By Bryan Baier
There is a quote by Doris Lessing, which I like in particular: “That is what learning is. You suddenly understand something you've understood all your life, but in a new way.” My recent visit to the Nara National Museum reflected this accurately, as I learnt more about my religion through the practices of others.
Located in Nara Park just minutes away from JR Nara Station, Nara National Museum consists of a main building (East Wing and West Wing) and the Nara Buddhist Sculpture Hall. Both sites are connected via an underground passageway.
Besides the permanent collection, national treasures are on display and there are ongoing special exhibitions. During my visit, the featured exhibition named “The Universe of Daigoji - Esoteric Buddhist Imagery and Sacred Texts” showcases 70,000 historical documents and sacred texts of the Daigoji Temple (an important temple in Kyoto with great influence on Japanese Buddhism).
Although the audio guide is only available in Japanese language, there are English titles for each display. Photography is prohibited, but somehow it makes the museum experience more conducive, as one can fully concentrate on the exhibited items.
For the claustrophobic, you would definitely appreciate the Nara National Museum, as the space is wide with tall ceilings. Lights are dimmed to preserve the age-old documents and artworks, creating a cosy ambience where one can linger for hours.
Walking down the aisle, I tried to decipher the well-preserved documents with beautiful Chinese characters. Somewhere at the back of my mind, I recalled stories that I have read about how Buddhism was introduced from India to China to Japan and so forth. Dating back to the 6th century, it is kind of mind-boggling to imagine the distance that monks travelled to bring the sacred documents from China to Japan!
Also on display are the statues of “Godai Myōō”, the Five Great Wisdom Kings. As they glared down fiercely at me, one in particular caught my attention and reminded me of a Hindu deity.
Standing firmly on a couple, this wise king has several hands that held different weapons. Later, my doubts were confirmed when I checked with a volunteer guide. Her words were simply, “Buddhism evolved from India and there were some mixed influences of Hinduism”.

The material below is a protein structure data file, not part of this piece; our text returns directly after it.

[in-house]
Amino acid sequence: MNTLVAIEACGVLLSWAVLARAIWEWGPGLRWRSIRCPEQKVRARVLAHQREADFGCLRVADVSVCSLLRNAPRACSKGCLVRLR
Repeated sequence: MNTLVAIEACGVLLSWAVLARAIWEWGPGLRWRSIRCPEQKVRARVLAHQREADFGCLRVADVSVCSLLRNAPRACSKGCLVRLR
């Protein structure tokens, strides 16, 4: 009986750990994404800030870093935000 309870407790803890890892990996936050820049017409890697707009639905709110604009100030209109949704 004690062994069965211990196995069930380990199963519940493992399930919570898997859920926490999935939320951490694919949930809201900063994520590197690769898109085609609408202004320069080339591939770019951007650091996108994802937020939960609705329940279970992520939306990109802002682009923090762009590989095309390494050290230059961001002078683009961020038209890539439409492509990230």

Beyond the East and West wings, the 150m Underground Passageway conveniently connects to the Nara Buddhist Sculpture Hall, allowing one to escape the potent summer heat if you happen to visit during this period.
It is also accessible to the public and includes a café, museum shop as well as interesting and informative exhibition panels. I was surprised to learn that most statues, which look so huge and solid, are actually hollow within. Using X-ray fluorescence, it has been found that sacred items were placed within some of the ancient Buddha statues!
Designed in a French renaissance style, the Nara Buddhist Sculpture Hall was formerly the Nara Imperial Museum and it is one of the outstanding examples of the mid-Meiji period western-style architecture in Japan. Stepping into the hall, one will be greeted by two formidable-looking door guardians, which dates back several centuries.
At one end, volunteer guides with pamphlets in different languages await visitors who are keen to learn more about the exhibition. I realised that I must have been blind when an English-speaking guide pointed out to me the miniscule details of the Amitabha Buddha statue that I have missed. An engaging conversation with her led me to the conclusion that Japanese Buddhism is not that different from the Buddhist practice that I follow in Singapore.
Perhaps it is the simplicity of layout and presentation at Nara National Museum that allows one to absorb new knowledge easily. Perhaps the draw lies in the ancient artefacts. Either way, it shall be a great experience for those who seek history, culture and new knowledge.
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